• Green Party speaks on Arundel Bypass

    • 'economically questionable as well as environmentally reckless'


      The Coalition government’s announcement of road building plans is deplored by the Green Party, the only party committed to delivering a transport revolution. More must be done to reduce petrol and diesel use and make walking and cycling safer, and more roads are not the answer to our transport crisis.

      Caroline Lucas, Green MP for Brighton Pavilion, said: 

      “The Prime Minister’s obsession with major new road schemes is economically questionable as well as environmentally reckless.”

      “Road building simply does not reduce congestion. For decades, even the Government’s own studies have been showing this. Road building encourages more traffic, worsens air pollution, and causes severe loss and harm to our precious countryside. As new roads simply clog up, the economic arguments evaporate – especially when compared to the alternatives.”

      Cllr Caroline Russell, Green Party Local Transport Spokesperson, said: 

      "The more we learn about the damaging impact of diesel pollution and physical inactivity on our health, the more urgent the need for this change in direction and priorities becomes. The money offered for to encourage cycling is a drop in the ocean compared to the billions being spent every year on roads while walking does not even get a mention. If the government is serious about creating jobs and supporting a sustainable economy they should be seizing the huge opportunities available from investing in new, less carbon-intensive transport technologies and looking to reduce our need to travel by car."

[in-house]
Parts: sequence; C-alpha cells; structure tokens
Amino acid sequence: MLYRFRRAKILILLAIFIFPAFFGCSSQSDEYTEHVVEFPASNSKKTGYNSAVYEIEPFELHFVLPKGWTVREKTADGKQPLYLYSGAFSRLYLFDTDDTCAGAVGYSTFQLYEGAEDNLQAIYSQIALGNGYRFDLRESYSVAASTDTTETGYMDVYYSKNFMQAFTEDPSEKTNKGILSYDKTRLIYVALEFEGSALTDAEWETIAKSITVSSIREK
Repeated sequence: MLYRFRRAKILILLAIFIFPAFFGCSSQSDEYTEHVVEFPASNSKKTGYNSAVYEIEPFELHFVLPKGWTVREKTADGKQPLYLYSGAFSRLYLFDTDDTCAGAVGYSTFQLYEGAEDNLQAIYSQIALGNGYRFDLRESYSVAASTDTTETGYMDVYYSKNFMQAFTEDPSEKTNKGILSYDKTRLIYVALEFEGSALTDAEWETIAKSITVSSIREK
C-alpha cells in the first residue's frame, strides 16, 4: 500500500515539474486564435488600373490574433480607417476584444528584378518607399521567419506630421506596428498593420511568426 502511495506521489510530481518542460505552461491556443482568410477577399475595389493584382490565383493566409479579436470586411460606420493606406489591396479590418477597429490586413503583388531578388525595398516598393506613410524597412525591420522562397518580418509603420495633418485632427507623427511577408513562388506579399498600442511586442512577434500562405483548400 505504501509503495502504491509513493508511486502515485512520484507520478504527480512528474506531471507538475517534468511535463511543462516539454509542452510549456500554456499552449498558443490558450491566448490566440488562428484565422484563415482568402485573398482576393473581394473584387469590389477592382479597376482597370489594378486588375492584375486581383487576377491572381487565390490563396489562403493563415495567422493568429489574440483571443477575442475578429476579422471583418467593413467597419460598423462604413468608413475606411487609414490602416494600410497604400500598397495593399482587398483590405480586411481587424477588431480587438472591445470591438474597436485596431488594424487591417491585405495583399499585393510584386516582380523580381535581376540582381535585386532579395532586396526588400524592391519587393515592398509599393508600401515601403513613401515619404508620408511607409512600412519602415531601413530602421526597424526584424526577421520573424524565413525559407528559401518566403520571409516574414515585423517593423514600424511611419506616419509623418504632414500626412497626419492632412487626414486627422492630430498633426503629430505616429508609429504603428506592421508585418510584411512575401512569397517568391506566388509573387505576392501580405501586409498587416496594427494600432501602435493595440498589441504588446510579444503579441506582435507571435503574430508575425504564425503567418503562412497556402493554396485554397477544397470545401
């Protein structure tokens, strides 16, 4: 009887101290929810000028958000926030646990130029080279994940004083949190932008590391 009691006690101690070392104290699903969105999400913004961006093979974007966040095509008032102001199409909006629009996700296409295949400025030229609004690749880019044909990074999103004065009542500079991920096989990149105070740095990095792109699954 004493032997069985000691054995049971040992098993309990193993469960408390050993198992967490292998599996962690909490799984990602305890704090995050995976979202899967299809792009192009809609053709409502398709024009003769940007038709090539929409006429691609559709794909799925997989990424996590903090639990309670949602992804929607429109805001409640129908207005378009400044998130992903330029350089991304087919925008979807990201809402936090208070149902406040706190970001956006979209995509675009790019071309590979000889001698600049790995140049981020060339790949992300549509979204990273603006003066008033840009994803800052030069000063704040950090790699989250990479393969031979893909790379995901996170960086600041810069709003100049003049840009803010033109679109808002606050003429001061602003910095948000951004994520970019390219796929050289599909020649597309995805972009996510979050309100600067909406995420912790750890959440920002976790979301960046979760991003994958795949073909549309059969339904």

Chichester and Bognor Green Party, Arundel’s local party, are against the building of a new bypass on the A27 at Arundel.  We do not want to see countryside and woodland give way to concrete; nor do wish to see a community devastated at Binsted and Walberton. We believe that economic arguments in favour of a new road are largely mythical as no proof has yet been produced to support them; in spite of local press and official bias, it is clear that many local people are not in favour of the bypass proposals. We propose that solutions to traffic congestion should be creatively worked out in consultation with the community and the money allocated for the road should be used for such solutions.

      Isabel Thurston, standing for the Green Party in Arundel and South Downs, said

      “I am passionately against this undemocratic proposal; it is clear that the new road options are being put forward without proper consideration of alternatives. I believe that if a new road is built, as the traffic roars past, people will look back and bitterly regret the day they let this happen. Even more so when, in ten years’ from now the new road will be just as congested.”

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